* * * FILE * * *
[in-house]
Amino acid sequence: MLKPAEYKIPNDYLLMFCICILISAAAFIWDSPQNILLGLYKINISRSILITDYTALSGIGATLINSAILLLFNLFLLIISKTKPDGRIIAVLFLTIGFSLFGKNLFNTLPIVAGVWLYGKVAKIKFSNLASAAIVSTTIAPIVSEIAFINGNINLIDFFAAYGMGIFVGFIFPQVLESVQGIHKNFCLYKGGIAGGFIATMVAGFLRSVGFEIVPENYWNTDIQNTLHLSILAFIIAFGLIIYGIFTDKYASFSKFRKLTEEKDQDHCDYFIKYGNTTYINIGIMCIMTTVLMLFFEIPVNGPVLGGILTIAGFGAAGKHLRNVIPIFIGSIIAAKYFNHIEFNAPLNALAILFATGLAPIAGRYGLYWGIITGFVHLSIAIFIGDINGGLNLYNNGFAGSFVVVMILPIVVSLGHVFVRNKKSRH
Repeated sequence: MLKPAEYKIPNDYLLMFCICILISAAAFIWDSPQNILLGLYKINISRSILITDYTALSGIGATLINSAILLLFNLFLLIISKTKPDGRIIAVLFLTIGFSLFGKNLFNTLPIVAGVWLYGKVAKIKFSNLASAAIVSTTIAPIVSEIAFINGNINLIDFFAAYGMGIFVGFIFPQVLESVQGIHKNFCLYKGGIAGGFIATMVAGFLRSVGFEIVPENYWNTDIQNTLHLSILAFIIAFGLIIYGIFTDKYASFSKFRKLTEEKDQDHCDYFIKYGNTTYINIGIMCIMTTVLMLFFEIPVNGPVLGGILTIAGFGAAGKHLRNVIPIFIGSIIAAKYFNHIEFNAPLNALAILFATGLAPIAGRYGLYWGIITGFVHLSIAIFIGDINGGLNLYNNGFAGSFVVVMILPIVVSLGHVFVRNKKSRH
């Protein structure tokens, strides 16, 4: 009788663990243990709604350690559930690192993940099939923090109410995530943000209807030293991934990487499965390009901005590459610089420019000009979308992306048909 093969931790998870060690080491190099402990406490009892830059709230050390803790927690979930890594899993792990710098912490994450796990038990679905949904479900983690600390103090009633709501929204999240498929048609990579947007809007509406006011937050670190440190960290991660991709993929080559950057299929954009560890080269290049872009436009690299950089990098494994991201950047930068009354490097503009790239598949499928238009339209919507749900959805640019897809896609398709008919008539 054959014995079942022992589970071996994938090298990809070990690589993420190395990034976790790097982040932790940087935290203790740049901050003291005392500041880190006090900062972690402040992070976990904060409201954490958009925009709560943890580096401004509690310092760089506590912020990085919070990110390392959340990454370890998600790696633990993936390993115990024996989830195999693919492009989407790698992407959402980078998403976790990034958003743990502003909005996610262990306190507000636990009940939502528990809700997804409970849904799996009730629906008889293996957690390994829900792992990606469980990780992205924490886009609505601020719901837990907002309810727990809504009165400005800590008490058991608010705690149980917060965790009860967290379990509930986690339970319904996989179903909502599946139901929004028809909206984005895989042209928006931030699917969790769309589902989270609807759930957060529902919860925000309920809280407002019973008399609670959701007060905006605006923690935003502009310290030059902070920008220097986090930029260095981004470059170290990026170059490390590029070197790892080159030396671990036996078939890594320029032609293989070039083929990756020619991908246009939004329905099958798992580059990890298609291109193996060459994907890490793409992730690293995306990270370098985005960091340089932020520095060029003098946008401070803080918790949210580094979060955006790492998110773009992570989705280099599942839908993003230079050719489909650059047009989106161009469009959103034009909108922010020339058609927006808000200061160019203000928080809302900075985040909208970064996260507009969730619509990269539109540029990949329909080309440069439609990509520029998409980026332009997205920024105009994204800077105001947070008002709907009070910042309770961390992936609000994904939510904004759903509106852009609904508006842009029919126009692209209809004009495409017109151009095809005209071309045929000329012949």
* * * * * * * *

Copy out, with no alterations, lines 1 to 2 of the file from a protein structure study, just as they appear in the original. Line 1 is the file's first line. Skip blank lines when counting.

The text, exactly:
[in-house]
Amino acid sequence: MLKPAEYKIPNDYLLMFCICILISAAAFIWDSPQNILLGLYKINISRSILITDYTALSGIGATLINSAILLLFNLFLLIISKTKPDGRIIAVLFLTIGFSLFGKNLFNTLPIVAGVWLYGKVAKIKFSNLASAAIVSTTIAPIVSEIAFINGNINLIDFFAAYGMGIFVGFIFPQVLESVQGIHKNFCLYKGGIAGGFIATMVAGFLRSVGFEIVPENYWNTDIQNTLHLSILAFIIAFGLIIYGIFTDKYASFSKFRKLTEEKDQDHCDYFIKYGNTTYINIGIMCIMTTVLMLFFEIPVNGPVLGGILTIAGFGAAGKHLRNVIPIFIGSIIAAKYFNHIEFNAPLNALAILFATGLAPIAGRYGLYWGIITGFVHLSIAIFIGDINGGLNLYNNGFAGSFVVVMILPIVVSLGHVFVRNKKSRH